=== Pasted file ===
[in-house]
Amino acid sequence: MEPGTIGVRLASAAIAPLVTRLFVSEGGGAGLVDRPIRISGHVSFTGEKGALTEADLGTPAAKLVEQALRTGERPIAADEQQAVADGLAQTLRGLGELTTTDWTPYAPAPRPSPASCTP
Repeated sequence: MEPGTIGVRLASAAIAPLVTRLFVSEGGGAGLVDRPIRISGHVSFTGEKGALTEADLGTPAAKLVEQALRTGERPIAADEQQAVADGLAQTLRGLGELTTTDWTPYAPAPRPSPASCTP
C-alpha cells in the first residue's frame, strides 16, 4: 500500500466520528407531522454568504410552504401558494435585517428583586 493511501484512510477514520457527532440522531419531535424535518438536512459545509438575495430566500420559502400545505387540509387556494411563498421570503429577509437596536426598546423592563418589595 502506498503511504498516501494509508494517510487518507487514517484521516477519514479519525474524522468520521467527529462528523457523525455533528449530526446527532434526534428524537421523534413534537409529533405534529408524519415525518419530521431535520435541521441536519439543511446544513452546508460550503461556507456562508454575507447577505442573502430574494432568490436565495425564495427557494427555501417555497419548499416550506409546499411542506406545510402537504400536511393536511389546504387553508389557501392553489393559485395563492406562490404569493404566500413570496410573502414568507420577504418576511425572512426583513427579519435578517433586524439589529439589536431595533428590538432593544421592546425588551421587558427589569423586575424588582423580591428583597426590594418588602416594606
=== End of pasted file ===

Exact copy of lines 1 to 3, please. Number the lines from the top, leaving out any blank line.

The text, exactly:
[in-house]
Amino acid sequence: MEPGTIGVRLASAAIAPLVTRLFVSEGGGAGLVDRPIRISGHVSFTGEKGALTEADLGTPAAKLVEQALRTGERPIAADEQQAVADGLAQTLRGLGELTTTDWTPYAPAPRPSPASCTP
Repeated sequence: MEPGTIGVRLASAAIAPLVTRLFVSEGGGAGLVDRPIRISGHVSFTGEKGALTEADLGTPAAKLVEQALRTGERPIAADEQQAVADGLAQTLRGLGELTTTDWTPYAPAPRPSPASCTP